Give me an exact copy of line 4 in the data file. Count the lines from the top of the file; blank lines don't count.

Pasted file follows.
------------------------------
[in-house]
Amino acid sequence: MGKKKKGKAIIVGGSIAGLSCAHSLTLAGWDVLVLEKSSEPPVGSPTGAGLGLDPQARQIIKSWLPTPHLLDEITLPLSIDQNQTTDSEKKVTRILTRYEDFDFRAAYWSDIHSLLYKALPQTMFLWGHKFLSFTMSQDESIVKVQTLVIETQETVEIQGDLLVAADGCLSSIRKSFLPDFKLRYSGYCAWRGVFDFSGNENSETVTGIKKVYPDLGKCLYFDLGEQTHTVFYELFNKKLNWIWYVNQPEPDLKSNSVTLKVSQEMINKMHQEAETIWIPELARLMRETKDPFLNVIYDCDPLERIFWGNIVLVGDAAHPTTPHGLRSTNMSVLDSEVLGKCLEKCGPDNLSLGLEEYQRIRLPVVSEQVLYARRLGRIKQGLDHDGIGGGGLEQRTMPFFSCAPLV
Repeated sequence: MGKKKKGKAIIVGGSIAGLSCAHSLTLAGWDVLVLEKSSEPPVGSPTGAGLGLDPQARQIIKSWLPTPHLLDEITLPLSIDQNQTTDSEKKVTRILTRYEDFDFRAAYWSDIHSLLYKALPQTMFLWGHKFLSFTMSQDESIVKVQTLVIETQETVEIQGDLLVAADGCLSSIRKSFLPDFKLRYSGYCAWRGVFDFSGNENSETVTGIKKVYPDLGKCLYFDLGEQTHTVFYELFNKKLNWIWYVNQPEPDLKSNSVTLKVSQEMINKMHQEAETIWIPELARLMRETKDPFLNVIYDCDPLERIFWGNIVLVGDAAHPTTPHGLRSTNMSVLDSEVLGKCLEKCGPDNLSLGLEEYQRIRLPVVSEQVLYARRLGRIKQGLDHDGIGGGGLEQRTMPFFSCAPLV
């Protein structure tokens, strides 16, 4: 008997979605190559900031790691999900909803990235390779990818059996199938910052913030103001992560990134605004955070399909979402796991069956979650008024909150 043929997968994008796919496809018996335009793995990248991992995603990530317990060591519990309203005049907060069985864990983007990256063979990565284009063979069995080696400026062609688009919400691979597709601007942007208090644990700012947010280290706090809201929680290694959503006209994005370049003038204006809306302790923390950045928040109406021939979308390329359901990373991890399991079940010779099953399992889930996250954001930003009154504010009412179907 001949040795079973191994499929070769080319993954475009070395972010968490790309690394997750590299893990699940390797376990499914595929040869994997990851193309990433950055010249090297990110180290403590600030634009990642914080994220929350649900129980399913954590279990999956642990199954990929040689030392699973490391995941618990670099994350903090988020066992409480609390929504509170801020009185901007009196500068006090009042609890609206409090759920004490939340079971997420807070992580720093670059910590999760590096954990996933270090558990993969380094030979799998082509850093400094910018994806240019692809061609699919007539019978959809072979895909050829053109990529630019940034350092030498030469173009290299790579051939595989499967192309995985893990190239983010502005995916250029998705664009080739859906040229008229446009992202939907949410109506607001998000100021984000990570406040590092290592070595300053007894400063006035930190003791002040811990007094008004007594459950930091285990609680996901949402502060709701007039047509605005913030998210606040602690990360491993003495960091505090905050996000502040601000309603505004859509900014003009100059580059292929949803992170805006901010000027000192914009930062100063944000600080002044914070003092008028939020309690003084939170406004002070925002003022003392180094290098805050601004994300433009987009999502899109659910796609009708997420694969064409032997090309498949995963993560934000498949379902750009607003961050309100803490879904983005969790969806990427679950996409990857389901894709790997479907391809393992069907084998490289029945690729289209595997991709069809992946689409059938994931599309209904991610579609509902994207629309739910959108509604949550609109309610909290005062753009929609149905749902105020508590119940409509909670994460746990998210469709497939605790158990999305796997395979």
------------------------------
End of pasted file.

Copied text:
């Protein structure tokens, strides 16, 4: 008997979605190559900031790691999900909803990235390779990818059996199938910052913030103001992560990134605004955070399909979402796991069956979650008024909150 043929997968994008796919496809018996335009793995990248991992995603990530317990060591519990309203005049907060069985864990983007990256063979990565284009063979069995080696400026062609688009919400691979597709601007942007208090644990700012947010280290706090809201929680290694959503006209994005370049003038204006809306302790923390950045928040109406021939979308390329359901990373991890399991079940010779099953399992889930996250954001930003009154504010009412179907 001949040795079973191994499929070769080319993954475009070395972010968490790309690394997750590299893990699940390797376990499914595929040869994997990851193309990433950055010249090297990110180290403590600030634009990642914080994220929350649900129980399913954590279990999956642990199954990929040689030392699973490391995941618990670099994350903090988020066992409480609390929504509170801020009185901007009196500068006090009042609890609206409090759920004490939340079971997420807070992580720093670059910590999760590096954990996933270090558990993969380094030979799998082509850093400094910018994806240019692809061609699919007539019978959809072979895909050829053109990529630019940034350092030498030469173009290299790579051939595989499967192309995985893990190239983010502005995916250029998705664009080739859906040229008229446009992202939907949410109506607001998000100021984000990570406040590092290592070595300053007894400063006035930190003791002040811990007094008004007594459950930091285990609680996901949402502060709701007039047509605005913030998210606040602690990360491993003495960091505090905050996000502040601000309603505004859509900014003009100059580059292929949803992170805006901010000027000192914009930062100063944000600080002044914070003092008028939020309690003084939170406004002070925002003022003392180094290098805050601004994300433009987009999502899109659910796609009708997420694969064409032997090309498949995963993560934000498949379902750009607003961050309100803490879904983005969790969806990427679950996409990857389901894709790997479907391809393992069907084998490289029945690729289209595997991709069809992946689409059938994931599309209904991610579609509902994207629309739910959108509604949550609109309610909290005062753009929609149905749902105020508590119940409509909670994460746990998210469709497939605790158990999305796997395979």